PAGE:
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 Herbal Medicine: Medicinal Mushrooms II 
 
Mushrooms have been valued as both food and medicine throughout the world for thousands of years, but until recently, many in the West associated all mushrooms with poison. The recent surge of Western interest in medicinal mushrooms shows that this attitude may be changing, however. Japanese products containing LEM, a polysaccharide-rich extract from the shiitake mushroom, and similar extracts from maitake are currently undergoing trials in Japan and the United States to see whether they are effective treatments for various cancers and AIDS. Currently, the total world worth of the pharmaceutical and nutraceutical products derived from mushrooms is estimated at more than $1.2 billion.

Reishi and maitake are medicinal mushrooms that recently have become popular in the United States; they are described below. Should you have an inclination to incorporate these or other mushrooms into your diet, preparation suggestions are included. If you choose to gather your mushrooms from the wild, a healthy respect for the possibility of eating a poisonous one is good. Be an informed gatherer. It is best for beginners to learn how to identify edible mushrooms from local experts; community colleges often offer good mushroom-hunting classes.

Reishi
Ganoderma lucidum
The Latin word lucidum means ``shiny'' or ``brilliant'' and refers to the varnished surface of reishi's cap, which is reddish orange to black. The stalk usually is attached to the cap at the side. In Japan, 99 percent of reishi growing in the wild are found on old plum trees, although wild reishi are rare.

Medical uses: For 4,000 years, the Chinese and Japanese have called upon reishi to treat liver disorders, hypertension, arthritis, and other ailments.

Recent test-tube and human studies have demonstrated antiallergic, anti-inflammatory, antibacterial, and antioxidant effects. When more than 2,000 Chinese patients with chronic bronchitis were given reishi syrup in tablet form during the 1970s, 60 to 90 percent showed a marked improvement in health, including increased appetite, within two weeks.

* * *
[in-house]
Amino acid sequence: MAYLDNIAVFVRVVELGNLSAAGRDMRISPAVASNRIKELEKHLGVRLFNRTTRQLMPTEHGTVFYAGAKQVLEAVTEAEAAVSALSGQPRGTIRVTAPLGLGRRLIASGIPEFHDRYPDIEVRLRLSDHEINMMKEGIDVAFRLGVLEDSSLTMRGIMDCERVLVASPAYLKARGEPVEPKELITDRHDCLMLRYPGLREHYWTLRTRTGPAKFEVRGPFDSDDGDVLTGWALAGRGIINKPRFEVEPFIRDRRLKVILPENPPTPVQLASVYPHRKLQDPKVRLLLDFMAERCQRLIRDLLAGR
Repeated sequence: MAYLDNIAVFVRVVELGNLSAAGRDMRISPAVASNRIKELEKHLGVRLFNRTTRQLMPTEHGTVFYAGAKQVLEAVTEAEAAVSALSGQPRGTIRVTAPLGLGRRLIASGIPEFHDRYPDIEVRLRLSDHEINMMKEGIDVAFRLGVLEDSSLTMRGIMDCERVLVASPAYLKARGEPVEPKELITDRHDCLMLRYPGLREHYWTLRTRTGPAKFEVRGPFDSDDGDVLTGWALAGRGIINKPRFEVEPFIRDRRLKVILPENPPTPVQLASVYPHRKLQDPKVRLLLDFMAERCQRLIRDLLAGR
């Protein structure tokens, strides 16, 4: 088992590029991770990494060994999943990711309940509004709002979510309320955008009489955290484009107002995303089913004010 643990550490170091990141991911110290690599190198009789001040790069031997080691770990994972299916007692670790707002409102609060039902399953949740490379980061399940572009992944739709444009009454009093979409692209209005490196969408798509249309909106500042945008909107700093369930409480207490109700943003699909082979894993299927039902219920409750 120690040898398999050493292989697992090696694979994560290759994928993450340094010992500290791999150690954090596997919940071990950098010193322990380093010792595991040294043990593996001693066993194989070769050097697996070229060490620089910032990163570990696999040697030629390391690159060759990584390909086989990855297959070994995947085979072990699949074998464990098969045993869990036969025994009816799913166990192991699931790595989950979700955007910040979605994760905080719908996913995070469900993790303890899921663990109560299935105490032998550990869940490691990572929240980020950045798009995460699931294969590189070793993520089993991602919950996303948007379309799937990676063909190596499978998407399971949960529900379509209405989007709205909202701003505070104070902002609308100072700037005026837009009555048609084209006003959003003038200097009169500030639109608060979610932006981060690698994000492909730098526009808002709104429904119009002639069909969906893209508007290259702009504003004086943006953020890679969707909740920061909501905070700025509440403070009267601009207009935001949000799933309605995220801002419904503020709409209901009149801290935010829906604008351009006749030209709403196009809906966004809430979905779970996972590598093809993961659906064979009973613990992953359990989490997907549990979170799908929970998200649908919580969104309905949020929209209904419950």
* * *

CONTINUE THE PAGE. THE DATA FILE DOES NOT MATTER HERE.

Precautions: Although reishi extracts have shown very low toxicity in animal experiments, the long-term effects of reishi and its derivatives are still virtually unknown.

Taking reishi: Reishi may be taken in syrups, soups, teas, tinctures, and tablets, and by injection. The form and dosage should be worked out in consultation with your health-care provider.

Maitake
Grifola frondosa
Maitake means "dancing mushroom'' in Japanese; in ancient times, people who found the mushroom were said to dance with joy because it could be exchanged for its weight in silver. Alternatively, the name may derive from the way in which the small, fan-shaped fruiting bodies overlap like butterflies in a wild dance. In the United States, they also are known as hen-of-the-woods because the mass of mushrooms looks like fluffed-up feathers. The stalks are often fused, massed at the base of stumps and on roots. They are common in eastern North America, Europe, and Asia. Maitake collectors always forage alone and never divulge the location of their treasure, even to their own families. In Japan, they traditionally mark their hunting grounds with hatch marks on trees bordering the trove and keep others out of their hunting areas.

Until cultivation techniques were devised in 1979, maitake was harvested from the wild. In 1990, Japanese cultivators produced nearly 8,000 tons of maitake, and production is expected to increase with expanding exports to the West.

(Excerpted from Herbs for Health Magazine)
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 About The Author
Christopher Hobbs LAc, AHG Christopher Hobbs is a fourth generation herbalist and botanist with over 30 years experience with herbs. Founder of Native Herb Custom Extracts (now Rainbow Light Custom Extracts) and the Institute for Natural Products......more
 
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